Blink-182’s Tom DeLonge details ‘regrets’ over failed album | Music | Entertainment

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Just a few years before DeLonge left Blink-182 in 2015, the band released the final album he featured on with Mark Hoppus and Travis Barker: Neighborhoods. The sixth studio album was highly anticipated, as the previous self-titled record was released almost a decade before in 2003. Unfortunately, it didn’t do too well commercially.

Neighborhoods was released on September 27, 2011, and debuted at number two on the Billboard 200, before falling to number ten in its second week. It dropped below the top 20 shortly thereafter. The record had only sold 353,000 units in the US by May 2016 (four years later), making it one of their worst-selling records to date. Now, in a new interview, DeLonge has confessed he was “too heavy-handed” in trying to change Blink-182’s sound with Neighborhoods. He added that his bandmates at the time, Hoppus and Barker, were “probably rightfully hesitant” about the changes he was making. (Via ABC Audio)

DeLonge went on: “You have this divide, a parting of the Red Sea or some s**t. [Neighborhoods] was different, and it was genius in its own way.

“But it took people a few years to understand why it mattered so much. On the moments where [Neighborhoods] really gelled, it’s pretty f***ing rad.”

DeLonge then spoke about any possible future he might have with Blink-182.

He added: “Knowing that I’ve gotten so much out of my system with this type of music with Angels & Airwaves, I don’t need Blink to land here, like I might’ve 10 years ago.”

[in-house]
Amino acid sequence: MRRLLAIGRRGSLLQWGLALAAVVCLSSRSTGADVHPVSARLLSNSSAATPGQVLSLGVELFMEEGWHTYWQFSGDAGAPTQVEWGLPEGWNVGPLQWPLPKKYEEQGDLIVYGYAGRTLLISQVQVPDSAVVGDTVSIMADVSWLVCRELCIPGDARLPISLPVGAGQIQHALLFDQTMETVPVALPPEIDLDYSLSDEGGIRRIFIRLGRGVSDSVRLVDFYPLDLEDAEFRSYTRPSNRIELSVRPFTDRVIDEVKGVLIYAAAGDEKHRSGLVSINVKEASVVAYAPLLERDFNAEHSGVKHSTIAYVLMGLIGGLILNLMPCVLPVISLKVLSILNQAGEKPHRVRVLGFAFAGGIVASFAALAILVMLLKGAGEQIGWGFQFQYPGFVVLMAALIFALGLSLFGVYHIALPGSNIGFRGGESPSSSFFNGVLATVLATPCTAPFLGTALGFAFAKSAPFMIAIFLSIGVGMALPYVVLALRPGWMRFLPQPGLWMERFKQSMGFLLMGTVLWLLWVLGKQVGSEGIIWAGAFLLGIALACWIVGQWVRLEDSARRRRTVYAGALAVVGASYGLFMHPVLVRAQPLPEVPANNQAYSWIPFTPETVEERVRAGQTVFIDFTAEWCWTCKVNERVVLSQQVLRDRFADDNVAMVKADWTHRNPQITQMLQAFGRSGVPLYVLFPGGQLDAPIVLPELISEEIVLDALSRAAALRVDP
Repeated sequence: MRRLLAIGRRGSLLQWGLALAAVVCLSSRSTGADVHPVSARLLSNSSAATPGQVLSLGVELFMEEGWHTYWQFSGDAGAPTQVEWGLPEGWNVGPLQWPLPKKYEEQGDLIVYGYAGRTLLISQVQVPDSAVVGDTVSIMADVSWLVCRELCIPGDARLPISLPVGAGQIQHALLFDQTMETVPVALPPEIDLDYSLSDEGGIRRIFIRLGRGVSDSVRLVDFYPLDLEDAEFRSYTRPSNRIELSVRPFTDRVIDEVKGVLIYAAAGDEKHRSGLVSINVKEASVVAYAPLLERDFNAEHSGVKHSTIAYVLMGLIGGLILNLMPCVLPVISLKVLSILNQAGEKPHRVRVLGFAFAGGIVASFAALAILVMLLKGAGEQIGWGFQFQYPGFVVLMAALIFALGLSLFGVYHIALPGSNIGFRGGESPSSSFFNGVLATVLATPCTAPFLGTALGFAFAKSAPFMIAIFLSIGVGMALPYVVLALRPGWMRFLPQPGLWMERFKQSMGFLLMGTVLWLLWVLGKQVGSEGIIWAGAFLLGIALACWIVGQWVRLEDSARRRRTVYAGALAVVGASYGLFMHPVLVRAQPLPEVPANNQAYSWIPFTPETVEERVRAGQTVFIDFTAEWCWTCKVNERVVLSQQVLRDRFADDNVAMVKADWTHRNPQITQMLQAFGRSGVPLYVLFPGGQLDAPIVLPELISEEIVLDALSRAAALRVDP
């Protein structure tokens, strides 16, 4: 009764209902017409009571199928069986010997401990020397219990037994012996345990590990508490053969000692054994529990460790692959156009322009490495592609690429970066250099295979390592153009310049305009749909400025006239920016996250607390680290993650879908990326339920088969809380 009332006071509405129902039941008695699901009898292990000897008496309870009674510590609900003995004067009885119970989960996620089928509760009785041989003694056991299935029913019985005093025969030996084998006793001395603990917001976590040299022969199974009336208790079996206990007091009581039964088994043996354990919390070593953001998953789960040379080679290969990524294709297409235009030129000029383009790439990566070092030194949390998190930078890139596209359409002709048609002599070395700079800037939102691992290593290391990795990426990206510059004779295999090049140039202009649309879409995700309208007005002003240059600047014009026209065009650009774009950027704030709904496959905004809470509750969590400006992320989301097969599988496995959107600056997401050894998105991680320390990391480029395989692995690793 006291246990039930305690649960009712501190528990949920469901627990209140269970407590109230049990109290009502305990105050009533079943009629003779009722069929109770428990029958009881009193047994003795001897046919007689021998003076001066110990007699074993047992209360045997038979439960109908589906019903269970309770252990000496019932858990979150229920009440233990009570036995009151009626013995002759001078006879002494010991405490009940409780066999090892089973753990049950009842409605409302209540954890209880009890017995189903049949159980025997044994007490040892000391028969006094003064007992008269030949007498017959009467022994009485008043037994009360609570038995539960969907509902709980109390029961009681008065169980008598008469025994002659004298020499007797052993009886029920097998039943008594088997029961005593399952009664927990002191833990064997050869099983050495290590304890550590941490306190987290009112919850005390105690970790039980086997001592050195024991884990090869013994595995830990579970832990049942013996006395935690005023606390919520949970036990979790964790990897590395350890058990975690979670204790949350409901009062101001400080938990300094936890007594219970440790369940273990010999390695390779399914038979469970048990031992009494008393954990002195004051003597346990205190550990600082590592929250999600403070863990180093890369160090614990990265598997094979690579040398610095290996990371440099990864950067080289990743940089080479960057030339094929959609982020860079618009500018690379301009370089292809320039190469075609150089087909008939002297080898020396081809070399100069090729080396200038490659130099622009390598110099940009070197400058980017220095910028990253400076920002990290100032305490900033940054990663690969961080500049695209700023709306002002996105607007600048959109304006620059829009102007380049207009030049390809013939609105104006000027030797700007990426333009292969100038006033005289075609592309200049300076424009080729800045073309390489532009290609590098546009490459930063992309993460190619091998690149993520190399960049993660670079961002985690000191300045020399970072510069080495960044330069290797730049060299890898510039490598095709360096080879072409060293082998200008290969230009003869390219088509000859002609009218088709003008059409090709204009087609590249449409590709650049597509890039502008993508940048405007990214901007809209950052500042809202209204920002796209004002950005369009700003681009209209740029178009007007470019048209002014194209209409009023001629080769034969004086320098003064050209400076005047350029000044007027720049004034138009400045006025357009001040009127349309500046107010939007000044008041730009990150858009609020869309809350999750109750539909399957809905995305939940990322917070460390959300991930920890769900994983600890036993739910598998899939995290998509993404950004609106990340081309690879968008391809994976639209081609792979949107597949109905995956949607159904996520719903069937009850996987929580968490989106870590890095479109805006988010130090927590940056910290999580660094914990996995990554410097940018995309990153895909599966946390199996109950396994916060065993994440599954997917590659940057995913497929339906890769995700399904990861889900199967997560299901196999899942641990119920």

READ MORE: Mark Hoppus: ‘I was due tragedy’ after cancer diagnosis

Barker claimed: “[DeLonge] didn’t even care about [Neighborhoods]. He didn’t even listen to mixes or masterings from that record.”

The legendary drummer also said it was “too soon” for him to return to recording after his plane crash.

Barker was involved in a 2008 plane crash that killed his security guard, his assistant, and two pilots. He suffered third-degree burns on 65 percent of his body.

On playing drums for Neighborhoods, he commented: “Dude, I was still healing. I had scabs all over my body and was, like, a b****y mess. It was just way too soon”.

Shortly after Neighborhoods was released, Blink-182 left their label at the time, Interscope Records.

Billboard commented: “Despite the extended hiatus between albums, Neighborhoods failed to connect on the same scale as earlier releases.”

The band released their seventh album four years later, titled California. This was the first album to feature former Alkaline Trio frontman Matt Skiba.

California sold more than 172,000 units in its first week of release and reached number one on the Billboard charts – the band’s first since 2001’s Take Off Your Pants And Jacket.

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